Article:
WASHINGTON, D.C. – The Defense Department and related agencies would be prohibited from collecting information about political contributions made by businesses that wish to do business with the federal government under an amendment authored by U.S. Senators Susan Collins (R-ME) and Rob Portman (R-OH). The Senate Armed Services Committee has approved the amendment and it is now included in the Fiscal Year 2012 National Defense Authorization Act.

Senator Collins is the Ranking Republican on the Committee on Homeland Security and Governmental Affairs, and Senator Portman is the Ranking Republican on the Subcommittee on Contracting Oversight. They have oversight responsibilities for federal contracting.

Their amendment stipulates that the head of any government agency may not require a contractor competing for a federal contract to submit political information in connection with the solicitation or awarding of a DOD contract.

In April, the Administration proposed an Executive Order requiring federal agencies to collect information about campaign contributions and political expenditures of would-be contractors before awarding any federal contract. On April 26, Republican Leader Mitch McConnell joined Senators Collins, Portman, and 24 colleagues in sending a letter to the White House critical of the policy that would apparently make information about political contributions a part of every federal contract offer. The letter emphasizes that taxpayers should receive the best value for federal contracts and thus government procurements must be conducted in a manner that ensures a fair process, entirely free from politics.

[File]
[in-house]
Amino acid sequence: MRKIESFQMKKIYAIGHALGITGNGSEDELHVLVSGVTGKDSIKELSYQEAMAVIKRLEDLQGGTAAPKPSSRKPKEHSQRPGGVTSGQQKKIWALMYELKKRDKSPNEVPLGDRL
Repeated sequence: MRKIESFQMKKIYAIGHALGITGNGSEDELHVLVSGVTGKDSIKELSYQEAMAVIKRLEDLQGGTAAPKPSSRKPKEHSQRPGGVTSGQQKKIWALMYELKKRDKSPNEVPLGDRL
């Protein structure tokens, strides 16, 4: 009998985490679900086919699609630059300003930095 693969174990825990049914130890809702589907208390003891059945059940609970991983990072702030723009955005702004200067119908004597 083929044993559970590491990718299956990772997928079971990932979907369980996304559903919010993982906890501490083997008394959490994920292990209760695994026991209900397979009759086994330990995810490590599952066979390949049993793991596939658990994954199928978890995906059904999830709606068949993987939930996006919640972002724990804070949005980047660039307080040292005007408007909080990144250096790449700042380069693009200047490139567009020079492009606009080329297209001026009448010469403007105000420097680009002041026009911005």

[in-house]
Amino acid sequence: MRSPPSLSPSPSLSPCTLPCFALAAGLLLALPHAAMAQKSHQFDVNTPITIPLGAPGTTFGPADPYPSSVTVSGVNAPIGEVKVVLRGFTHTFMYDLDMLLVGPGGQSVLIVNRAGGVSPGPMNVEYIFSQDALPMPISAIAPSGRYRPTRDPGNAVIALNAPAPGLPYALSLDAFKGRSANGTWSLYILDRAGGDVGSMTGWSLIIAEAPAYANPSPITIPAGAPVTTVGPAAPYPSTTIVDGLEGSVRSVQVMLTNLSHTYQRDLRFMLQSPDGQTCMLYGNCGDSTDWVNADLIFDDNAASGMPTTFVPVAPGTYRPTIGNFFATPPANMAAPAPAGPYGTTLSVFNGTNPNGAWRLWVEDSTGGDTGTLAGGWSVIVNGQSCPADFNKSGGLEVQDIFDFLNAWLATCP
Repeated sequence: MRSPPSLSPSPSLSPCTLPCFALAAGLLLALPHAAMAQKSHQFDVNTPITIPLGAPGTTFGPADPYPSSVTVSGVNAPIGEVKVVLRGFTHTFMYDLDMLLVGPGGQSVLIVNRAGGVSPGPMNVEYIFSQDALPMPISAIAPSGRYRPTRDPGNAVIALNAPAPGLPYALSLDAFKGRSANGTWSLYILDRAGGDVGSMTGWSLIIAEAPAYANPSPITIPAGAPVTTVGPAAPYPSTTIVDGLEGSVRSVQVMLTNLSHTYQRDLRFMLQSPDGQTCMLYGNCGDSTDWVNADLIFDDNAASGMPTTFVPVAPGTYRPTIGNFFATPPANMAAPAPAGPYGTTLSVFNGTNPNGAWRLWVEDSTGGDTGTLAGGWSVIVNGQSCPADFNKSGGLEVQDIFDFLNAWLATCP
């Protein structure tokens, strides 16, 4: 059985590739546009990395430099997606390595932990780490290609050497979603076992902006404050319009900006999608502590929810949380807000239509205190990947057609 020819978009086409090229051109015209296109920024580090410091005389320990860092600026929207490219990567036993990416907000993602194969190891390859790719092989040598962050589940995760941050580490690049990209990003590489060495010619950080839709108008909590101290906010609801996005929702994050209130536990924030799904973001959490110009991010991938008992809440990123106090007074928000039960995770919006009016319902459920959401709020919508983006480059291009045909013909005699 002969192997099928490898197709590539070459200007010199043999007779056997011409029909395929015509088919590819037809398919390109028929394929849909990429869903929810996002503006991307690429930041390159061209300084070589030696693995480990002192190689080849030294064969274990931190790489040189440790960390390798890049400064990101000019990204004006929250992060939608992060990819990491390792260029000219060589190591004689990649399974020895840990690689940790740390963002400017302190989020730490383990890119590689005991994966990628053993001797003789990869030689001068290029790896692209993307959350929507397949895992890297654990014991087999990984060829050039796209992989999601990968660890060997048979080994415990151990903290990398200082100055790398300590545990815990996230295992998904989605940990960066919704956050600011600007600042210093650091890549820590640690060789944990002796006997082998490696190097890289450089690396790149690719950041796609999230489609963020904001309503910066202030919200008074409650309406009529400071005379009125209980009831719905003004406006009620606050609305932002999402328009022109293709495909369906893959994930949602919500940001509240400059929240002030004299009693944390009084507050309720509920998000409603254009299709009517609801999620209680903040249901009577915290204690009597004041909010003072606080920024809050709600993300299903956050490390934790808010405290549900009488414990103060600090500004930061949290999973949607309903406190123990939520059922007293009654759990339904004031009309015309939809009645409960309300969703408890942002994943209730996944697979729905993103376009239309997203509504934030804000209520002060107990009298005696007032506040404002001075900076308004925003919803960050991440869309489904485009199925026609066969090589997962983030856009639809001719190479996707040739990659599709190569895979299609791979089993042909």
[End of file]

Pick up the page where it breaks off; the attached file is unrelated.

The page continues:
Senators Collins and Portman authored a bi-partisan letter to the President on May 12 which raised concerns about injecting politics into the contracting process. The letter went on to say, “Considering that the acquisition workforce is already straining to adequately manage and oversee federal contracts, the draft Executive Order may create new, unnecessary burdens for these officials.”

In May, Senators Collins and Portman introduced the “Keeping Politics Out of Federal Contracting Act of 2011” which reaffirms the fundamental principle that federal contracts should be awarded free from political considerations and be based on the best value to the taxpayers. (More on the bill is available here.)

“The President’s proposed policy would give the appearance that federal government contracts are related to political contributions,” said Senator Collins. “Our amendment would keep politics out of the bid process at the Department of Defense. I will continue to press for legislation that would apply this standard across the agencies.

“What possible good can come from linking political information to a process which must be grounded solidly and unequivocally on providing the very best value to American taxpayers? It is unfathomable why this Administration would consider a move that would inject politics into the process, or create a perception that politics is something to be considered in selecting the winners and losers among businesses vying for federal contracts,” Senator Collins continued.

“Politics has no place in the award of any federal contract,” said Senator Portman. “The President should abandon this ill-conceived Executive Order immediately. Our amendment would ensure that Defense Department contracting decisions are made based on national security interests and value to taxpayers, not politics.”